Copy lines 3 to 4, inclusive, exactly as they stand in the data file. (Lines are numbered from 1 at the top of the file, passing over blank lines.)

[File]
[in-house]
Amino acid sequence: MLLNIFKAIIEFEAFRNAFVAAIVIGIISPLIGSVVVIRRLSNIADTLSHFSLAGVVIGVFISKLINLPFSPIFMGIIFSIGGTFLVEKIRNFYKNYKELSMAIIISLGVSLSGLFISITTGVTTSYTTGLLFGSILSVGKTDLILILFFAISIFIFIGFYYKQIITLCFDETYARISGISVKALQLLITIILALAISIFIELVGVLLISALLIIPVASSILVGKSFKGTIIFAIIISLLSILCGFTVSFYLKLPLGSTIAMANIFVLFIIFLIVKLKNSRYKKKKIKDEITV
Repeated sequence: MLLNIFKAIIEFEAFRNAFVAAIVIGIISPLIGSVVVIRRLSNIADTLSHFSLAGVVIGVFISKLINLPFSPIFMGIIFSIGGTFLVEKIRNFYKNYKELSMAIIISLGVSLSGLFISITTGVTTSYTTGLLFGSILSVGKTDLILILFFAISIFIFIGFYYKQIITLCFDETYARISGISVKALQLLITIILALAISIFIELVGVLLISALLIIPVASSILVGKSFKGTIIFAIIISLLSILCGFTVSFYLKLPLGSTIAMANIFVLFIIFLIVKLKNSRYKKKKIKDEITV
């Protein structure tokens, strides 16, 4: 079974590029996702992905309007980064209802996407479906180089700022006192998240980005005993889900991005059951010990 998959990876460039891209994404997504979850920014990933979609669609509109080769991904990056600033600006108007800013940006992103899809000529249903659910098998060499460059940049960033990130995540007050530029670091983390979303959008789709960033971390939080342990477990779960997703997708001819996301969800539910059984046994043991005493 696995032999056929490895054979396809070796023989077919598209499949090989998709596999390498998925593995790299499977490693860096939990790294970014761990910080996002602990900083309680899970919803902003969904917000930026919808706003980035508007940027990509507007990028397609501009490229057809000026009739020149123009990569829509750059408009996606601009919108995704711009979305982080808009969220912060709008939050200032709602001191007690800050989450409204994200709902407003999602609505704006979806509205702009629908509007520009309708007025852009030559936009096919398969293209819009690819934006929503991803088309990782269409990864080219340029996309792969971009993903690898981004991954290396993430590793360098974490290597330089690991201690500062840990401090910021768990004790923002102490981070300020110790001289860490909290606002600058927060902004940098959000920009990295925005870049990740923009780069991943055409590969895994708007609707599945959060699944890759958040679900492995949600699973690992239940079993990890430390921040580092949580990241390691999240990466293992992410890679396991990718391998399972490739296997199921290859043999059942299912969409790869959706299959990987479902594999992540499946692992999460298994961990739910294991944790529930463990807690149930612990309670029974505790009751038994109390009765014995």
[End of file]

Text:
Repeated sequence: MLLNIFKAIIEFEAFRNAFVAAIVIGIISPLIGSVVVIRRLSNIADTLSHFSLAGVVIGVFISKLINLPFSPIFMGIIFSIGGTFLVEKIRNFYKNYKELSMAIIISLGVSLSGLFISITTGVTTSYTTGLLFGSILSVGKTDLILILFFAISIFIFIGFYYKQIITLCFDETYARISGISVKALQLLITIILALAISIFIELVGVLLISALLIIPVASSILVGKSFKGTIIFAIIISLLSILCGFTVSFYLKLPLGSTIAMANIFVLFIIFLIVKLKNSRYKKKKIKDEITV
């Protein structure tokens, strides 16, 4: 079974590029996702992905309007980064209802996407479906180089700022006192998240980005005993889900991005059951010990 998959990876460039891209994404997504979850920014990933979609669609509109080769991904990056600033600006108007800013940006992103899809000529249903659910098998060499460059940049960033990130995540007050530029670091983390979303959008789709960033971390939080342990477990779960997703997708001819996301969800539910059984046994043991005493 696995032999056929490895054979396809070796023989077919598209499949090989998709596999390498998925593995790299499977490693860096939990790294970014761990910080996002602990900083309680899970919803902003969904917000930026919808706003980035508007940027990509507007990028397609501009490229057809000026009739020149123009990569829509750059408009996606601009919108995704711009979305982080808009969220912060709008939050200032709602001191007690800050989450409204994200709902407003999602609505704006979806509205702009629908509007520009309708007025852009030559936009096919398969293209819009690819934006929503991803088309990782269409990864080219340029996309792969971009993903690898981004991954290396993430590793360098974490290597330089690991201690500062840990401090910021768990004790923002102490981070300020110790001289860490909290606002600058927060902004940098959000920009990295925005870049990740923009780069991943055409590969895994708007609707599945959060699944890759958040679900492995949600699973690992239940079993990890430390921040580092949580990241390691999240990466293992992410890679396991990718391998399972490739296997199921290859043999059942299912969409790869959706299959990987479902594999992540499946692992999460298994961990739910294991944790529930463990807690149930612990309670029974505790009751038994109390009765014995």